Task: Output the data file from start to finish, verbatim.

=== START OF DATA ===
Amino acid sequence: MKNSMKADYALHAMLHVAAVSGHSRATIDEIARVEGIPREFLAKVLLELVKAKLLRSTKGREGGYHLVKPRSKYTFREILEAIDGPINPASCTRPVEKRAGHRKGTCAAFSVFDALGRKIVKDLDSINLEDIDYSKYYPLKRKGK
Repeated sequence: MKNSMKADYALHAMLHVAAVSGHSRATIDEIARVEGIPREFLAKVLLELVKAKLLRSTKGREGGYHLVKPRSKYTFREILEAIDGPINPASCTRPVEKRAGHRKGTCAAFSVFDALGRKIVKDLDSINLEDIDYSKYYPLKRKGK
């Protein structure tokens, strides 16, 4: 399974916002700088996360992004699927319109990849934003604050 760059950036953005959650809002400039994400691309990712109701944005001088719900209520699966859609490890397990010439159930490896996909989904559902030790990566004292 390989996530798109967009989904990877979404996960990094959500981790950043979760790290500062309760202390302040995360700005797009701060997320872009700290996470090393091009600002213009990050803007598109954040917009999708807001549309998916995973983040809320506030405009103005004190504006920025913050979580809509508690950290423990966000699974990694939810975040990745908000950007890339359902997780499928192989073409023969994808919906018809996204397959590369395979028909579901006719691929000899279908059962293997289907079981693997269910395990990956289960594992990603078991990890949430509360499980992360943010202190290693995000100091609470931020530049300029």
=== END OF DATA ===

Amino acid sequence: MKNSMKADYALHAMLHVAAVSGHSRATIDEIARVEGIPREFLAKVLLELVKAKLLRSTKGREGGYHLVKPRSKYTFREILEAIDGPINPASCTRPVEKRAGHRKGTCAAFSVFDALGRKIVKDLDSINLEDIDYSKYYPLKRKGK
Repeated sequence: MKNSMKADYALHAMLHVAAVSGHSRATIDEIARVEGIPREFLAKVLLELVKAKLLRSTKGREGGYHLVKPRSKYTFREILEAIDGPINPASCTRPVEKRAGHRKGTCAAFSVFDALGRKIVKDLDSINLEDIDYSKYYPLKRKGK
């Protein structure tokens, strides 16, 4: 399974916002700088996360992004699927319109990849934003604050 760059950036953005959650809002400039994400691309990712109701944005001088719900209520699966859609490890397990010439159930490896996909989904559902030790990566004292 390989996530798109967009989904990877979404996960990094959500981790950043979760790290500062309760202390302040995360700005797009701060997320872009700290996470090393091009600002213009990050803007598109954040917009999708807001549309998916995973983040809320506030405009103005004190504006920025913050979580809509508690950290423990966000699974990694939810975040990745908000950007890339359902997780499928192989073409023969994808919906018809996204397959590369395979028909579901006719691929000899279908059962293997289907079981693997269910395990990956289960594992990603078991990890949430509360499980992360943010202190290693995000100091609470931020530049300029």